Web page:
The Big Four wirehouses control trillions of dollars of client assets and are not about to disappear anytime soon. But they have been losing individual and groups of advisers to competitors.
According to InvestmentNews data, 235 individual advisers or teams with $61.5 billion in assets left a wirehouse in 2018 to work at another type of firm: a stand-alone registered investment adviser, a hybrid firm, an independent broker-dealer or a regional brokerage.
The potential threat of wirehouses evolving their pay system to a salary-plus-bonus model is one more talking point those competitors use to convince advisers to jump ship.
Advisers face changes
Merrill Lynch's move to add salaried advisers to branch offices is "really putting it in the face of the FAs," said Jerome F. Lombard Jr., president of the private client group at regional broker Janey Montgomery Scott, which has had some success recruiting Merrill Lynch advisers.
"The death by a thousand paper cuts continues," said John Pierce, head of recruiting at Stifel Financial, a regional firm which also has successfully recruited wirehouse advisers recently.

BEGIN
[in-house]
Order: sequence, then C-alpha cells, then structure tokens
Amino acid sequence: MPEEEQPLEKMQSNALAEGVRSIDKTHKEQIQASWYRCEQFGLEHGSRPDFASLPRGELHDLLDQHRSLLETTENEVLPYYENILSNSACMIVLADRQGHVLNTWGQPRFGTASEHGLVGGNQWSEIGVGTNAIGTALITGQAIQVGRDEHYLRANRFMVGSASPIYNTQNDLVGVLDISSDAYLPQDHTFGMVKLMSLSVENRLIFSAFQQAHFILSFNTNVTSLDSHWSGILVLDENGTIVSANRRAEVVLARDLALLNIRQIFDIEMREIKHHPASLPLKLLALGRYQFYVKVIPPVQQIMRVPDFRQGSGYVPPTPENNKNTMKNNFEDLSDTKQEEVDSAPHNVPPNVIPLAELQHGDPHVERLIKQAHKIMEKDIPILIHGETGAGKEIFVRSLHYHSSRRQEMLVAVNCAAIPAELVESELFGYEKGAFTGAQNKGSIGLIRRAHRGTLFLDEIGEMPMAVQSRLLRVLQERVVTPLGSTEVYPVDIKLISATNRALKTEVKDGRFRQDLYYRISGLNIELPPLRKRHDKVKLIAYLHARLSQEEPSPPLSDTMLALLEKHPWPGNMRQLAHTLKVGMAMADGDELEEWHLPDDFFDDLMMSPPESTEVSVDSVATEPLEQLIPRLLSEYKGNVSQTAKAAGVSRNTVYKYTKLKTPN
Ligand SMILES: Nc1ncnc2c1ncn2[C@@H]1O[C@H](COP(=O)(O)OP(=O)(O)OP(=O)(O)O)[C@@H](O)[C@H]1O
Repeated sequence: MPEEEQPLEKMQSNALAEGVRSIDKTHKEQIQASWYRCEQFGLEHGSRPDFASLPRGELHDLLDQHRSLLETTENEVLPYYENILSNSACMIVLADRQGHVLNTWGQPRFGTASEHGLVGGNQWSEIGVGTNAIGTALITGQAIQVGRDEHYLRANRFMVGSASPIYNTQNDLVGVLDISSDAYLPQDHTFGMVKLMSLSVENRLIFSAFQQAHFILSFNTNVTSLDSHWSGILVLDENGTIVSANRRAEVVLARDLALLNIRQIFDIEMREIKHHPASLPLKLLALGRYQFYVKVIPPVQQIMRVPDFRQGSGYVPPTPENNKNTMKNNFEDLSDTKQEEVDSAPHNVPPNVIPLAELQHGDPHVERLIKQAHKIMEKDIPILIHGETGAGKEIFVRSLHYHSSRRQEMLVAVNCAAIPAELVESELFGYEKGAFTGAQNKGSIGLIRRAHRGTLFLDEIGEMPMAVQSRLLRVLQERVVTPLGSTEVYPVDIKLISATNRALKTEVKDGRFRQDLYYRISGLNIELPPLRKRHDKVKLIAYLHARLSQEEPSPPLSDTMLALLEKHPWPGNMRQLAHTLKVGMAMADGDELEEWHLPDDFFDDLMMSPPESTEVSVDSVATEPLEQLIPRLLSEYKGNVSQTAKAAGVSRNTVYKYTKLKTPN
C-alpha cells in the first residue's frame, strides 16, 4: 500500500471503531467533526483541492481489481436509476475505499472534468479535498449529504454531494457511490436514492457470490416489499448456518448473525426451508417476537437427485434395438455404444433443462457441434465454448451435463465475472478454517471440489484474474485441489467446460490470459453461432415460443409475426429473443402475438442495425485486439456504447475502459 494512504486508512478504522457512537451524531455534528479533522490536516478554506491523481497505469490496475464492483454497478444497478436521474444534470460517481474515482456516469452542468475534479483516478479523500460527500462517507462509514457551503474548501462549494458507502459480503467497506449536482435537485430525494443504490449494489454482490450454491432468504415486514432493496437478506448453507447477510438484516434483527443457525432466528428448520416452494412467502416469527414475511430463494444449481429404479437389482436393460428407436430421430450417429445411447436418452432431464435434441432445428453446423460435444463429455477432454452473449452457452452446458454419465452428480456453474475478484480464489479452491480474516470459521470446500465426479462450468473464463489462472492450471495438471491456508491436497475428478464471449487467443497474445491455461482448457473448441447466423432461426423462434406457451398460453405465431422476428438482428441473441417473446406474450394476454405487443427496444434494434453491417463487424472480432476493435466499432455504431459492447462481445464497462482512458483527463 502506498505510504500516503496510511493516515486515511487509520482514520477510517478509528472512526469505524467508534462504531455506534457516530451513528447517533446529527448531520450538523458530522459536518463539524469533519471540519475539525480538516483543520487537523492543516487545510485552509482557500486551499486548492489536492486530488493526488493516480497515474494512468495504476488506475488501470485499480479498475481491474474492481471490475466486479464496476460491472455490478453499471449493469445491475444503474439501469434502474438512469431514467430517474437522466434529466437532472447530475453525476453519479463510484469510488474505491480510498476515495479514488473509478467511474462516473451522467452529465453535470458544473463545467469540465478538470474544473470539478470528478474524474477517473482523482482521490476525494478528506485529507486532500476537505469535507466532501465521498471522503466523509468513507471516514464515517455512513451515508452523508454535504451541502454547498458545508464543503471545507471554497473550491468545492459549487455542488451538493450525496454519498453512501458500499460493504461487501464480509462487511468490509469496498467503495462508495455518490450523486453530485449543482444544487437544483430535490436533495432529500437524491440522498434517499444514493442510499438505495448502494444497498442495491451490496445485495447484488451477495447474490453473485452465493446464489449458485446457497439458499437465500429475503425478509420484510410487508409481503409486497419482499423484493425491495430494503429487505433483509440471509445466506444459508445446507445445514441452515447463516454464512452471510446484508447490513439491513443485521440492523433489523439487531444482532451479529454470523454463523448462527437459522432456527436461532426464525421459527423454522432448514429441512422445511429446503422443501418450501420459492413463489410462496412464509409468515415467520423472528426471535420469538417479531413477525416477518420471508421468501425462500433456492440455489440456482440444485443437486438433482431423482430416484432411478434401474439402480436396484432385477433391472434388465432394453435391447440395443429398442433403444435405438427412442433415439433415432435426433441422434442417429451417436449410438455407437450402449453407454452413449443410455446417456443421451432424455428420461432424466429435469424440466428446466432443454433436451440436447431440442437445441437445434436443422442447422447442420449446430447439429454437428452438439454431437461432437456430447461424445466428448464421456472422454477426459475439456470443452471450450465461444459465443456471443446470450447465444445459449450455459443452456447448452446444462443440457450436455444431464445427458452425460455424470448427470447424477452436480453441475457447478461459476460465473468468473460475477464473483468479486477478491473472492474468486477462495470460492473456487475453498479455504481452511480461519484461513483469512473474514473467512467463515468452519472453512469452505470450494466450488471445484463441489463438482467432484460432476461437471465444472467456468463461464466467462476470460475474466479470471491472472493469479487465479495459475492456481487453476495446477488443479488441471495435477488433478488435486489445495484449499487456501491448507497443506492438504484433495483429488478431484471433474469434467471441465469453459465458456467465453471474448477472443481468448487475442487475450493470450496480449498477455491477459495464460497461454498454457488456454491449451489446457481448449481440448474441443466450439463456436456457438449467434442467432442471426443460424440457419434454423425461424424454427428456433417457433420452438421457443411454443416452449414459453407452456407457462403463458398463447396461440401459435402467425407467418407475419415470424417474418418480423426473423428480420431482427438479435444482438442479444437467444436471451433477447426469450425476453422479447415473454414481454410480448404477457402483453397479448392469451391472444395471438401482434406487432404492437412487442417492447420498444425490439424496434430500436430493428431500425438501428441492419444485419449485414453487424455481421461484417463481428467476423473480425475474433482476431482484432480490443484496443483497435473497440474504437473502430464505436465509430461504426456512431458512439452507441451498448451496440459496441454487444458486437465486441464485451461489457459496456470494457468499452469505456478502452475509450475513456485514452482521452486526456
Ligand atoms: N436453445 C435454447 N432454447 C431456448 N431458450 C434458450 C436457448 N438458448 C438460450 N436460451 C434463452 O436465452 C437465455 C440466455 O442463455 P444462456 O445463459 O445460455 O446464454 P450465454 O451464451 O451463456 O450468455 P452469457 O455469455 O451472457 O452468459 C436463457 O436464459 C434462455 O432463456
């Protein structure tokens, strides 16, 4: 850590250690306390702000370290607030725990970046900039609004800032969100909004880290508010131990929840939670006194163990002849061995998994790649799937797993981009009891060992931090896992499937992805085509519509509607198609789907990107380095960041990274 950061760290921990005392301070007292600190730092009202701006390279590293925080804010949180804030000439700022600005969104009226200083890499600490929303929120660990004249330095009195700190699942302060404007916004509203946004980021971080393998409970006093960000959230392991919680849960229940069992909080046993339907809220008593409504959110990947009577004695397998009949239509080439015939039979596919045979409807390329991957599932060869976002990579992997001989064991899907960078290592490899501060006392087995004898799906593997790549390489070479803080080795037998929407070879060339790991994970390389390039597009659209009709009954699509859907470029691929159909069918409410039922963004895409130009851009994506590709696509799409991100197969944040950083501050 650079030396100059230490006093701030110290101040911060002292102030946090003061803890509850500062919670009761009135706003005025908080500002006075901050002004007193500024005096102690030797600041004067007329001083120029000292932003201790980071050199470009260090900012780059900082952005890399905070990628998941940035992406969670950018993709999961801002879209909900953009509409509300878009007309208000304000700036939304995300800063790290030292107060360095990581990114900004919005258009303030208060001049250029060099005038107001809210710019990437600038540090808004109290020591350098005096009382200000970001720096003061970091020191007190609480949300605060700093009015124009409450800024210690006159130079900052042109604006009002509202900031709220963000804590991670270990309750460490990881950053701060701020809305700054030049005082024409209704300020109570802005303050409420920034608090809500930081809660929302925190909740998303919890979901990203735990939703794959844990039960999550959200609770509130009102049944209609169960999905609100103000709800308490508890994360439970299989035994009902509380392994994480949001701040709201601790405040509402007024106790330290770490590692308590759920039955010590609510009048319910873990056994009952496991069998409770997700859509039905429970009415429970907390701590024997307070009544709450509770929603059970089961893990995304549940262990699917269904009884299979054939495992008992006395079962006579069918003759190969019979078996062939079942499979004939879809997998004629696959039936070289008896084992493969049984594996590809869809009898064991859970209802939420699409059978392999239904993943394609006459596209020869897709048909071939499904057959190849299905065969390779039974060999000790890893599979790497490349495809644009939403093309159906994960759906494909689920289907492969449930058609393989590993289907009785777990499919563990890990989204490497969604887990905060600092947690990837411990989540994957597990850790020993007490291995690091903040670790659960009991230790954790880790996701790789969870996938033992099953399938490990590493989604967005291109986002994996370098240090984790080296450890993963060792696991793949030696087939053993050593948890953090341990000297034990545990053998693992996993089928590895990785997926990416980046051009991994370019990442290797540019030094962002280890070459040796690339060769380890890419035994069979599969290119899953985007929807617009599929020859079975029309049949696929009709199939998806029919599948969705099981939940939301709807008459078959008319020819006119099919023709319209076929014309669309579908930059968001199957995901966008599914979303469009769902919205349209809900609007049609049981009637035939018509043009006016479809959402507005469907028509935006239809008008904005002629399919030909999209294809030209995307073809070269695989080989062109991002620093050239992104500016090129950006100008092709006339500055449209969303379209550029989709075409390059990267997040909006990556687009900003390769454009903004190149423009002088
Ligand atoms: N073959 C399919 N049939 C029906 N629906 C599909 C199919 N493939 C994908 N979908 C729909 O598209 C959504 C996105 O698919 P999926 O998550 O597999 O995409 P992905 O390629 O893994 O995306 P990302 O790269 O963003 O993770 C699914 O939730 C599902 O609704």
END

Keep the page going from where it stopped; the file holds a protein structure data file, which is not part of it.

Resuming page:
"Recruits are telling us they feel there is an intentional disintermediation of their roles by putting clients into other channels of the bank. This makes advisers less important to their mass-affluent clients. New advisers working on an alternative pay scale only adds to that."
Recruiters said that potential changes in pay structures are not the only thing on advisers' list of gripes with wirehouses.
"It's on the veteran advisers' radar, but the top two apprehensions right now are the bureaucracy and a gotcha issue with compliance," said Mark Albers, an industry recruiter who focuses on the wirehouses.
"A lot of senior guys are worried that the firm will make something up based on an honest mistake about expenses and get fired. And cross-selling credit cards and bank accounts ... is also an issue."